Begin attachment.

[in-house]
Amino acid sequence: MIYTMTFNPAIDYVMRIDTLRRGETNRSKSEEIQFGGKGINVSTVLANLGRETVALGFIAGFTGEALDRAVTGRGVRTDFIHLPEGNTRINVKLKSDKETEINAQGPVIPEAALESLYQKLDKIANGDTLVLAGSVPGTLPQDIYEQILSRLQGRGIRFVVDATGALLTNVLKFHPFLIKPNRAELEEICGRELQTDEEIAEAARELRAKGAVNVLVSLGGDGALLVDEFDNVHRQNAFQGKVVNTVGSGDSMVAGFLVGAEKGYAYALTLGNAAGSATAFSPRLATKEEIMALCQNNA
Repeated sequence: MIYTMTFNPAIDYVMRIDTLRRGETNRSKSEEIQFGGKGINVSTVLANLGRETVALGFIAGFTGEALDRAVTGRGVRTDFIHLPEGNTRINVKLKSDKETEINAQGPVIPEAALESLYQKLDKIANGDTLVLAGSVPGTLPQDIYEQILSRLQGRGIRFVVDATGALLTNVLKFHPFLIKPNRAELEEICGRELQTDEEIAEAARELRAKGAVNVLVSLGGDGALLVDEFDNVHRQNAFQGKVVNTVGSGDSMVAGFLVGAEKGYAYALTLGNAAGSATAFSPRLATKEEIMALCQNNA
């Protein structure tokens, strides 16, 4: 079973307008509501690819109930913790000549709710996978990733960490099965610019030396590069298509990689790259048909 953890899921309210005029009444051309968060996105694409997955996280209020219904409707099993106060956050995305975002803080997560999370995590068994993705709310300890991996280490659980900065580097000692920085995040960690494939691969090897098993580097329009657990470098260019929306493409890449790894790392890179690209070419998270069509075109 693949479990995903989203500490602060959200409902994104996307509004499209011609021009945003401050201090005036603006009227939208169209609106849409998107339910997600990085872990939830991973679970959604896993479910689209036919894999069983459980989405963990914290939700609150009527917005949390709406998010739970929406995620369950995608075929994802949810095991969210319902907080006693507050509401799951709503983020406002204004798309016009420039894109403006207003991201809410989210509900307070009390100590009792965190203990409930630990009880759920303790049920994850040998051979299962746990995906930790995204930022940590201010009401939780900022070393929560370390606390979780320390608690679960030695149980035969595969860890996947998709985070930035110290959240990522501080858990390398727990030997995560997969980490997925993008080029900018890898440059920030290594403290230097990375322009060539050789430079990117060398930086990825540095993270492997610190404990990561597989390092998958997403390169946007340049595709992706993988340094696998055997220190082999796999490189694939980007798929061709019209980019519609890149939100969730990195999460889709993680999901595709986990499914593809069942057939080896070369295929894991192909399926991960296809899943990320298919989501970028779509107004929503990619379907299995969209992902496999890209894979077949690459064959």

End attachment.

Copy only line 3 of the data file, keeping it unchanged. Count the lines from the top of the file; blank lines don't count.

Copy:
Repeated sequence: MIYTMTFNPAIDYVMRIDTLRRGETNRSKSEEIQFGGKGINVSTVLANLGRETVALGFIAGFTGEALDRAVTGRGVRTDFIHLPEGNTRINVKLKSDKETEINAQGPVIPEAALESLYQKLDKIANGDTLVLAGSVPGTLPQDIYEQILSRLQGRGIRFVVDATGALLTNVLKFHPFLIKPNRAELEEICGRELQTDEEIAEAARELRAKGAVNVLVSLGGDGALLVDEFDNVHRQNAFQGKVVNTVGSGDSMVAGFLVGAEKGYAYALTLGNAAGSATAFSPRLATKEEIMALCQNNA